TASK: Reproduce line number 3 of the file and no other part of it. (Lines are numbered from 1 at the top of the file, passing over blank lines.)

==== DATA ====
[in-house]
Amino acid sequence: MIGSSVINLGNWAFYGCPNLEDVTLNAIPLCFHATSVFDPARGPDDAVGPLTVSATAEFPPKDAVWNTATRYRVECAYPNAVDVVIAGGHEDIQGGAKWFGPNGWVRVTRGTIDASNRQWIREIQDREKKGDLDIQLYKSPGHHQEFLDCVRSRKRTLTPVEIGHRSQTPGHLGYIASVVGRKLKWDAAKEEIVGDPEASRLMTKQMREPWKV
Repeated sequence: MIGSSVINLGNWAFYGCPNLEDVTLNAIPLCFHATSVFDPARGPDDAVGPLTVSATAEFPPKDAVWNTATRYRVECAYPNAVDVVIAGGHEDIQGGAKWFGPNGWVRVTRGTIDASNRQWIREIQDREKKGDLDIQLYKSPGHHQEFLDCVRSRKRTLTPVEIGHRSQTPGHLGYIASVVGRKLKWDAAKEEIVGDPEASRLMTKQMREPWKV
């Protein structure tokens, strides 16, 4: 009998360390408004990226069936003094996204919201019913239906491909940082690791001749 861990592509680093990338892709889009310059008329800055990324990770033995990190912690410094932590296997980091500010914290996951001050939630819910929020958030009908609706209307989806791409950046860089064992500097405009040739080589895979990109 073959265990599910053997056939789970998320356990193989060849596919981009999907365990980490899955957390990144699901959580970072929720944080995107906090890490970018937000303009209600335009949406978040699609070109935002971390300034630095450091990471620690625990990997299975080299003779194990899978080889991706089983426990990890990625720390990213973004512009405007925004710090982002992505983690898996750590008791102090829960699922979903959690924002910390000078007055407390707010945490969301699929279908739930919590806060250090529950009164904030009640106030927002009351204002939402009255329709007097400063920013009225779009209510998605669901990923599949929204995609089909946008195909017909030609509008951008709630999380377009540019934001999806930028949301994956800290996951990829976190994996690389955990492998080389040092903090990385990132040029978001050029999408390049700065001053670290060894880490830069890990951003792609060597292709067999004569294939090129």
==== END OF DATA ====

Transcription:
Repeated sequence: MIGSSVINLGNWAFYGCPNLEDVTLNAIPLCFHATSVFDPARGPDDAVGPLTVSATAEFPPKDAVWNTATRYRVECAYPNAVDVVIAGGHEDIQGGAKWFGPNGWVRVTRGTIDASNRQWIREIQDREKKGDLDIQLYKSPGHHQEFLDCVRSRKRTLTPVEIGHRSQTPGHLGYIASVVGRKLKWDAAKEEIVGDPEASRLMTKQMREPWKV